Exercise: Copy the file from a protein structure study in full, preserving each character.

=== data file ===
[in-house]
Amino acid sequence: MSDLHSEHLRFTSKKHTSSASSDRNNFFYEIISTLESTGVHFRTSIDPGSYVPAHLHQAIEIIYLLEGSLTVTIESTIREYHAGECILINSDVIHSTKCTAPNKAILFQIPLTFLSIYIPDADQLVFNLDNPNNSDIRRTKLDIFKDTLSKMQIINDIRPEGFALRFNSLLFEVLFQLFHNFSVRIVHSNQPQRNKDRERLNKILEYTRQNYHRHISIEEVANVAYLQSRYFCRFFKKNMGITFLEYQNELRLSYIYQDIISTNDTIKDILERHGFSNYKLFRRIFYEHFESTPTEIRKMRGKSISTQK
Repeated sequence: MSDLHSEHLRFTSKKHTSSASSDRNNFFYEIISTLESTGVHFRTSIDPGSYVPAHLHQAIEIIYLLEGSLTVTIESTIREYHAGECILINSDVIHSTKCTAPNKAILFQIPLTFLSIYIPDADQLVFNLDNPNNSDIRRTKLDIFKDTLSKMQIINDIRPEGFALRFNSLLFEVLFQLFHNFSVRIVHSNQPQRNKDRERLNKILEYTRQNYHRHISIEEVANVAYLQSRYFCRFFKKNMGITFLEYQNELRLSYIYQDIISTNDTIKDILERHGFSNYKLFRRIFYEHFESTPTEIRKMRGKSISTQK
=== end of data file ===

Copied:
[in-house]
Amino acid sequence: MSDLHSEHLRFTSKKHTSSASSDRNNFFYEIISTLESTGVHFRTSIDPGSYVPAHLHQAIEIIYLLEGSLTVTIESTIREYHAGECILINSDVIHSTKCTAPNKAILFQIPLTFLSIYIPDADQLVFNLDNPNNSDIRRTKLDIFKDTLSKMQIINDIRPEGFALRFNSLLFEVLFQLFHNFSVRIVHSNQPQRNKDRERLNKILEYTRQNYHRHISIEEVANVAYLQSRYFCRFFKKNMGITFLEYQNELRLSYIYQDIISTNDTIKDILERHGFSNYKLFRRIFYEHFESTPTEIRKMRGKSISTQK
Repeated sequence: MSDLHSEHLRFTSKKHTSSASSDRNNFFYEIISTLESTGVHFRTSIDPGSYVPAHLHQAIEIIYLLEGSLTVTIESTIREYHAGECILINSDVIHSTKCTAPNKAILFQIPLTFLSIYIPDADQLVFNLDNPNNSDIRRTKLDIFKDTLSKMQIINDIRPEGFALRFNSLLFEVLFQLFHNFSVRIVHSNQPQRNKDRERLNKILEYTRQNYHRHISIEEVANVAYLQSRYFCRFFKKNMGITFLEYQNELRLSYIYQDIISTNDTIKDILERHGFSNYKLFRRIFYEHFESTPTEIRKMRGKSISTQK